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Wall-Powering Devices With 3D-Printed AAA Batteries
Published by KermMartian on September 16, 2015 at 3:59:13 PM CST | Discuss this article (24)

Every year at World Maker Faire, we face the challenge of powering a dozen graphing calculators for two long days. While the newer calculators with rechargeable batteries can be powered over USB, the older calculators can only be powered with AAA batteries. Since 2012, our solution has been to use dead AAA batteries to wedge wires against the positive and negative terminals of our calculators' battery compartments, then connect those to a 6V cell phone charger. However, as the Faire progresses and young visitors try to pull our displays closer to them, these wires would sometimes get pulled out. This year, with two of our members in possession of 3D printers, we decided to try something more polished and more reliable.

The Idea
To power our graphing calculators more reliably at World Maker Faire, we decided we wanted to be able to attach the wires from our external power source to some kind of battery-shaped insert. Once I convinced my co-conspirator Tim "geekboy1011 Keller that soldering wires to dead AAA batteries was a bad idea, we began to explore how we could 3D print battery forms into which wires could be added. 3D printing a cylinder is not too challenging, but we needed to figure out how we could also add reliable electrical contact to the device's battery holder. We came up with the idea of using screws and washers: we would use a very small screw sticking out of the positive end for the positive terminal, and print a "pocket" of sorts for a washer for the negative terminal. Our first step to do this was to determine the dimensions of a AAA battery, build a model, and select screws and washers. We are using the following:
  • Positive terminal: 0.5" long pan-head slotted machine screws, size 0-80 (2.94mm head diameter)
  • Negative terminal: number 4 washers, 3.18mm inside diameter, 7.92mm outside diameter
  • Negative terminal: 4-40 Phillips machine screws (4.76mm head diameter, to retain washers)
By attaching wires to the two screws, we could make solid electrical connections to the devices' battery terminals. With these in mind, we set out to design a 3D-printable design for a battery that could hold these screws and washers.

McMaster-Carr parts for 3D printed AAA batteries (left); finished 3D model (right). Click to enlarge.

The Execution
Although we use other 3D modeling software for more complicated projects, we used TinkerCAD (from Autodesk) to model our AAA batteries. It offers easy-to-user Boolean modeling operations, so it took us adding and subtracting a number of cylinders and rectangles to get to the model shown above and below. This model required a bit of fine-tuning, both to perfect the model and to get it to 3D print properly. Both geekboy1011 and I have XYZ Da Vinci 1.0 printers, so we each attempted to print the model. The first and second iterations (the first two images) below were printed horizontally on my printer, and both are slightly lopsided as a result of insufficient support material added by the slicer. The washer pocket on the first version was too small to fit our washers, and wasn't thick enough to stay together during printing. The washer pocket was deepened and thickened on the second version, but the print quality was still subpar. Geekboy1011 tried printing the batteries vertically, with the negative terminal against the printer bed and the positive terminal at the top. Since the quality was much better this way, the third and fourth versions were sliced and printed vertically, using Cura rather than Slic3r for slicing. The only difference between versions 3 and 4 is a deeper cylinder of plastic behind the positive terminal to give the 0-80 machine screw more support plastic. The fourth version below worked well once the screws and washers were inserted, so wires were soldered to the positive and negative terminals of two batteries, and successfully powered the blue TI-83 Plus in the photograph below.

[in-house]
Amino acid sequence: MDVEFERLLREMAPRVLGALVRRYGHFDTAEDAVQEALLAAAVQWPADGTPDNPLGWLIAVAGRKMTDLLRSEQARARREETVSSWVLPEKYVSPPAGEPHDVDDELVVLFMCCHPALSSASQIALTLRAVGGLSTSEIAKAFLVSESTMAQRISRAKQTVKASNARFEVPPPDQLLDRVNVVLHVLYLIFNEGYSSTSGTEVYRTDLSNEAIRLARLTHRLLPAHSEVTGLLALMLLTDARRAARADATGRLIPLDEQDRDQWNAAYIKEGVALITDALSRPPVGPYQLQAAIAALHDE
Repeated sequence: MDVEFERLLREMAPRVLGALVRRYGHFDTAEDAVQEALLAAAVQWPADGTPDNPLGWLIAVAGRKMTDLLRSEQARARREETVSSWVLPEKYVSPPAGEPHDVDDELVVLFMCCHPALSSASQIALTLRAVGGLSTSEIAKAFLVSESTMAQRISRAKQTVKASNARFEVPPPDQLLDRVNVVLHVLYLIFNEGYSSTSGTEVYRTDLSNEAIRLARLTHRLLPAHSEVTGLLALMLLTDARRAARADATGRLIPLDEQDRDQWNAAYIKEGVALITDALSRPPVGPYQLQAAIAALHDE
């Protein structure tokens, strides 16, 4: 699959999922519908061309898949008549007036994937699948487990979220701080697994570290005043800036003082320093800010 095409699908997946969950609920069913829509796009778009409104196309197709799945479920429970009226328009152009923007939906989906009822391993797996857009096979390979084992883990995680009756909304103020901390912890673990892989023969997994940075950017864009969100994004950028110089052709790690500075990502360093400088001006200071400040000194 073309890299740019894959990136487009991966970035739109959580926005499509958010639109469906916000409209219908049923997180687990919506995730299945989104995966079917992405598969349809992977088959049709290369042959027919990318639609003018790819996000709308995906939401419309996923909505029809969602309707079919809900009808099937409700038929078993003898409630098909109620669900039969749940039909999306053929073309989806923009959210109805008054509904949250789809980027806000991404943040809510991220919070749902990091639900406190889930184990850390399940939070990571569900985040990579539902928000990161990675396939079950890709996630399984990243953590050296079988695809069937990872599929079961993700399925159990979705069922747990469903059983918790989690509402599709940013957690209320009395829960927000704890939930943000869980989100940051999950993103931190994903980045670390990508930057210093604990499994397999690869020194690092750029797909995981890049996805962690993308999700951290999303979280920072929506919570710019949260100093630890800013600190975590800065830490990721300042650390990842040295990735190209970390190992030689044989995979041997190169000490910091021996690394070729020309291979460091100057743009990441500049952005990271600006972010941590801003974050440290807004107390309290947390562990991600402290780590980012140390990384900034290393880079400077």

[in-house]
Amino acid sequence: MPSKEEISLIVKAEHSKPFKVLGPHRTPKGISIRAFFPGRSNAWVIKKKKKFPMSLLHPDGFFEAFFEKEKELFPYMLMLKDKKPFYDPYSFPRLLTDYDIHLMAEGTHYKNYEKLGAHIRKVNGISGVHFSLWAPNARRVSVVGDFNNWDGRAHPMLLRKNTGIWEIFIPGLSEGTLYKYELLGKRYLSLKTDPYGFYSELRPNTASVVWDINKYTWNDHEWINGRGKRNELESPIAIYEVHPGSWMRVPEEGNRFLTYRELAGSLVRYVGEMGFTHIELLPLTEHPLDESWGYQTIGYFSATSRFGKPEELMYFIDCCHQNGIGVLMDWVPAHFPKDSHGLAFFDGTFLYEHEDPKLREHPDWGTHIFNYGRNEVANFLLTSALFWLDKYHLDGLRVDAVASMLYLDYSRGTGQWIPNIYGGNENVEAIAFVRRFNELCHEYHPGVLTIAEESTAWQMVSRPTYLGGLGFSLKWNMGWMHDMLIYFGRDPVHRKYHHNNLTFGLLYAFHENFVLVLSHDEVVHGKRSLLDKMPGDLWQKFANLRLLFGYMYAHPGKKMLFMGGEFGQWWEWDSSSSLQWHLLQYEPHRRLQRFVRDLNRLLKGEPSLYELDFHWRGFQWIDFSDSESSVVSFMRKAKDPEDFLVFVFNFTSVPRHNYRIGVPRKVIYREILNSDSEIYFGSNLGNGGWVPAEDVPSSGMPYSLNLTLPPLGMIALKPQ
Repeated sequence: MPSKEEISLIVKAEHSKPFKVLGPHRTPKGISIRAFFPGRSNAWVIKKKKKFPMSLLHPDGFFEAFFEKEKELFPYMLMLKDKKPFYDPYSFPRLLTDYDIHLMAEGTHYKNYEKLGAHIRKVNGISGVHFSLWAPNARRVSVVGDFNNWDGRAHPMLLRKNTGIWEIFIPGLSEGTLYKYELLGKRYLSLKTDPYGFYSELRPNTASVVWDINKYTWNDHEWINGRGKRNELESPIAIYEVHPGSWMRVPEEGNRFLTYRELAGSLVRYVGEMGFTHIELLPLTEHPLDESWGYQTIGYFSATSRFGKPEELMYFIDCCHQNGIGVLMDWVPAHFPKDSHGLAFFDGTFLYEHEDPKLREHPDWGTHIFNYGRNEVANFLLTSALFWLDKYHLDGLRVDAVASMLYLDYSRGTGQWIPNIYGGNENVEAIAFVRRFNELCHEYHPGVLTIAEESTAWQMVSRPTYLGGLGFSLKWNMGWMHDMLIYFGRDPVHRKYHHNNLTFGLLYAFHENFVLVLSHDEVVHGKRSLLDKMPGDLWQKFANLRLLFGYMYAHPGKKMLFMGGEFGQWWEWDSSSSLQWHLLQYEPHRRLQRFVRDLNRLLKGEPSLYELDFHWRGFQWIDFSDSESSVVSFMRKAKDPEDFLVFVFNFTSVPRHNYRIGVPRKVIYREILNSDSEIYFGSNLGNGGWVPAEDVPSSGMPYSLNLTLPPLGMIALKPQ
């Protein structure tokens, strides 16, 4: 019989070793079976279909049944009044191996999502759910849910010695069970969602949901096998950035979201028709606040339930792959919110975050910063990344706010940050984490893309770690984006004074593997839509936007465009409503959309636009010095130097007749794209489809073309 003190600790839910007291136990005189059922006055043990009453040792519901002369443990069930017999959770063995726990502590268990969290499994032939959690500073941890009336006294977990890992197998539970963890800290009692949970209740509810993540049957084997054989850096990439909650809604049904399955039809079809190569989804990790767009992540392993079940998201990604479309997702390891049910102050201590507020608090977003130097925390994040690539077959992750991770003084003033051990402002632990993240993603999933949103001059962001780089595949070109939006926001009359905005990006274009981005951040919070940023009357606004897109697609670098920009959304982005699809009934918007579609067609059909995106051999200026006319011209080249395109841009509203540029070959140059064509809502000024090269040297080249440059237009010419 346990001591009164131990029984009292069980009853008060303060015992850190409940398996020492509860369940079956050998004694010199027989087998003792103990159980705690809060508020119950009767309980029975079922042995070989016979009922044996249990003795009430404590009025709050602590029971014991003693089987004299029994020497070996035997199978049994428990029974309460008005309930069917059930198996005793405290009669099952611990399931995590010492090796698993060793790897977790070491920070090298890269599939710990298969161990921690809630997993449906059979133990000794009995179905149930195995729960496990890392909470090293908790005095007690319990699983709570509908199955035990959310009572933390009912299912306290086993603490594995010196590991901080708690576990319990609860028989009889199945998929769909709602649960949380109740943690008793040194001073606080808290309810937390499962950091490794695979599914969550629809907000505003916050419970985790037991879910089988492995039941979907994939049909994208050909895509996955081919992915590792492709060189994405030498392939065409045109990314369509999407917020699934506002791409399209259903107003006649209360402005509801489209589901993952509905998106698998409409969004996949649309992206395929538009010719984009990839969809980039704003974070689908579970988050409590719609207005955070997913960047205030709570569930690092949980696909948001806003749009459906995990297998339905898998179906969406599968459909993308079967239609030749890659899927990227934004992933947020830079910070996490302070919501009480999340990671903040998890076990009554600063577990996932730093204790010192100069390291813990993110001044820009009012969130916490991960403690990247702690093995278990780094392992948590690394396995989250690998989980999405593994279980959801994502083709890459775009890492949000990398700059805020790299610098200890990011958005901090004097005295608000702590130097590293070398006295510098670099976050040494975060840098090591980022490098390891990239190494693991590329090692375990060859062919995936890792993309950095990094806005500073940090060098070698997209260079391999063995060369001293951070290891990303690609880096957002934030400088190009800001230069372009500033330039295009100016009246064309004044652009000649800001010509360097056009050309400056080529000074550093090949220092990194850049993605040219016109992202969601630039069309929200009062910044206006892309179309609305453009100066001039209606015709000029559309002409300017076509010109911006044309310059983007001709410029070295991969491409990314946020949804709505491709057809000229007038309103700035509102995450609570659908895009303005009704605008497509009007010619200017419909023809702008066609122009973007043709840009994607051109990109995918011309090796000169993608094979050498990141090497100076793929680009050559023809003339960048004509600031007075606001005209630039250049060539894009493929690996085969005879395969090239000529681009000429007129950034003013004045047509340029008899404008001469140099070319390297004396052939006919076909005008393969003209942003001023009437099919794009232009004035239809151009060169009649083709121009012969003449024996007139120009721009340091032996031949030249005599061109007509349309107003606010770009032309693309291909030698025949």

If you'd like to 3D print your own AAA battery inserts to power your own devices, the STL and a readme file with further instructions are available at the link below. We'd love to hear your feedback if you try printing these, and come see us at World Maker Faire in New York City if you'd like to see these in action.

3D-Printable AAA Battery Forms

From left: first, second, third, and fourth iterations of the batteries, along with the final product in a blue TI-83 Plus. Click to enlarge.

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